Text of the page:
Tom Hanks is such a big fan of science-fiction movies that back in 1982, he and his Bosom Buddies co-star Peter Scolari snuck onto the sound stage where Star Trek II: The Wrath of Khan was in filming.
Hanks didn't land the cameo in Wrath of Khan that he dreamed about. But now thanks to Cloud Atlas, the latest from the Wachowski siblings (The Matrix) and Tom Tykwer (Run Lola Run), the actor is finally starring in his own sci-fi extravaganza. And it took him only about 30 or so years to do it.
They just don't ask me to make sci-fi movies, the two-time Oscar winner says. It's cosmic, man, that these three filmmakers did. They all have comet tattoos on them somewhere, and they just change the lives of everybody that they come across.
Based on David Mitchell's acclaimed 2006 novel, Cloud Atlas is an almost-impossible-to-describe tale that spans continents, genres and centuries. Shot in the United States and Germany, the film (opening Friday) netted a 10-minute standing ovation when it premiered at the Toronto Film Festival. Roger Ebert called it astonishing, but there were naysayers, including Karina Longworth of the LA Weekly, who described the movie as dramatically incoherent.
Hanks says he was a convert as soon as he read the script, which he likens to a hug that gets tighter and tighter.
Adds the actor, When I heard that they were going make a German blockbuster that was written in Costa Rica, I said, ‘I'm in,' because I have never, never heard such a bodacious, United Nations approach to making a film before.
Six interwoven stories, stretching from an 1849-set adventure on the high seas to a 24th-century saga of tribal warfare, unreel with the same cast of actors (Hanks, Halle Berry, Hugh Grant, Jim Broadbent, Hugo Weaving, Jim Sturgess) playing different roles in each of them.
With the help of make-up, wigs and prosthetic devices such as rubber noses, the performers play characters far removed from themselves, sometimes jumping races and genders.
Berry, for instance, plays a 1970s reporter, a white Jewish aristocrat in the 1930s and a Victorian housewife.
Berry remembers Hanks asking her during one of her fittings for the 1860s-era character if she'd ever worn such gorgeous, period outfits before.
I said, ‘Tom, think about it for a minute.' And when he thought about it, it was painful. But then we laughed about it. For me to have played (a character) in that time period, I would probably have been a slave or close to it. Not dressed up.
Despite the film's complicated nature, Hanks insists he didn't have to undergo an enormous leap of faith to sign on the dotted line.
This was a fully realized vision that was presented to me at the get-go, he says. All I really had to do was read the blueprint to see what was going to be expected of me. … I knew it would be very, very hard work on occasion. And we'd have to go through the emotional trenches to get at the moments that are very well highlighted in both the book and the screenplay. But I mean, it's what I do for a living. So I jumped at it.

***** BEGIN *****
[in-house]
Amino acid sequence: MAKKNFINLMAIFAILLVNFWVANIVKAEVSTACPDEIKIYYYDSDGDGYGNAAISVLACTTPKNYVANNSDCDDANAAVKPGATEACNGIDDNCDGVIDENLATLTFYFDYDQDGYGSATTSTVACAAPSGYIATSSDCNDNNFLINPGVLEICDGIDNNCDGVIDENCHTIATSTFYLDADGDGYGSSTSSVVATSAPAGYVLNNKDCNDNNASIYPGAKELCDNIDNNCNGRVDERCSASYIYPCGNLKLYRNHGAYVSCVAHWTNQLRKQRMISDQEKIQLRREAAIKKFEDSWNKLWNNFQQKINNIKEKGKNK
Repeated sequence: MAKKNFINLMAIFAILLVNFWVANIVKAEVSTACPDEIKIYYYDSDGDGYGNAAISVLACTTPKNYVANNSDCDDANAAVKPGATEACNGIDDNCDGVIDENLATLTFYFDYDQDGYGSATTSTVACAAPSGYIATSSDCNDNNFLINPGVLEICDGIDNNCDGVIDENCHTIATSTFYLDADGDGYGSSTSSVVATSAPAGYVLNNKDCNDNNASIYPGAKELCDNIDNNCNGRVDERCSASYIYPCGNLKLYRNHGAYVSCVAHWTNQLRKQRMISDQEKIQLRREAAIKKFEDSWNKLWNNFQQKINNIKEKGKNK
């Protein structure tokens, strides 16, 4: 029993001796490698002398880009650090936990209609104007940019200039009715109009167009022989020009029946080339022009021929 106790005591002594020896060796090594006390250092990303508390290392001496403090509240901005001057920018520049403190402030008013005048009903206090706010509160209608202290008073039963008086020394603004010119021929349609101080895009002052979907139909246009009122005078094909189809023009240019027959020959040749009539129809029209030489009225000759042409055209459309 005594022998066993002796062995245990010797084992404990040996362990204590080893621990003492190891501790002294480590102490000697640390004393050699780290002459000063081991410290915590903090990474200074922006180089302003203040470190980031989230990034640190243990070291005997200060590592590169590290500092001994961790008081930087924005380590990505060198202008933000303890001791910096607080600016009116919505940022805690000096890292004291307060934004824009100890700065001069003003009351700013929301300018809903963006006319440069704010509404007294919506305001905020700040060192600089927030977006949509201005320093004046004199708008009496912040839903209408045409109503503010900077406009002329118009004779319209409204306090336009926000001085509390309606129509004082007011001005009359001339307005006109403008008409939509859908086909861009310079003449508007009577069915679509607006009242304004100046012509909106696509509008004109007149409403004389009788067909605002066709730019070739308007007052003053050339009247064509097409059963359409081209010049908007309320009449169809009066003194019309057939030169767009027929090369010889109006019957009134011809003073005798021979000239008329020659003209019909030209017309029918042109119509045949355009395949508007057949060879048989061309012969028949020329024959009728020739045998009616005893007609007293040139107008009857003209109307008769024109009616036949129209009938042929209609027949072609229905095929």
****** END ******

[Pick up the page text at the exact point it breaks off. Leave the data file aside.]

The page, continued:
Asked which of his character he liked playing the most, Hanks says there's no contest.
Don't take this the wrong way, but I loved playing Dermot Hoggins because he got to throw a critic off a balcony to his horrible, crushing death, Hanks says with a laugh. That was my favorite. Oh God, how I loved it. It was magnificent.
While Hanks had to endure scenes that required face paint (to play a tribesman in a post-apocalyptic future) and whiskers (to play a 19th-century doctor), he didn't have to spend as many hours in the make-up chair as some of his co-stars. Weaving, for instance, was asked to don full drag to play a female retirement-home supervisor, while Sturgess spent weeks wearing a bushy beard.
I only heard one complaint, and that was out of Jim Sturgess, Hanks says. It was one day after we had been sweating, as I'm trying to poison him. He had this sticky beard which had, like, grown on his face in the course of the thing. At the end of the day he came into the makeup trailer and said, ‘Please take this thing off my face.' That's the only complaint I heard.
Grant insists Sturgess wasn't the only one who had a gripe or two. I bitterly regret doing the whole film, teases the Brit, who plays assorted villains, including a cannibal and a figurehead for the nuclear-power industry. I thought when they offered me these roles that I might show people I've got more strings to my bow than just one.
A, I was wrong. And, B, I spent a lot of time sitting in make-up having plastic applied to my face for hours and hours. And I was very bad-tempered. Everyone's talked about the nice atmosphere on the set. I tried to make it nastier. I kept telling the American set that the German set was much more interesting, moving much faster, and vice versa. But I never quite got the split that I was after.
All teasing aside, Cloud Atlas is a challenging movie that could bewitch and baffle audiences. So, in the end, what's it all about?
It's not six different movies, Hanks says. It's not even two different movies. It's one example of cinematic literature that examines the connectedness of the human race throughout all of time.
As Hanks sees it, the six stories are all about the same thing: characters having to make the choice between cruelty and kindness, then dealing with the consequences of that choice.
By the time you get to the end, you know that that is what it's about, he adds. For me, it was totally worth doing the movie, if only to see Hugh Grant as a cannibal.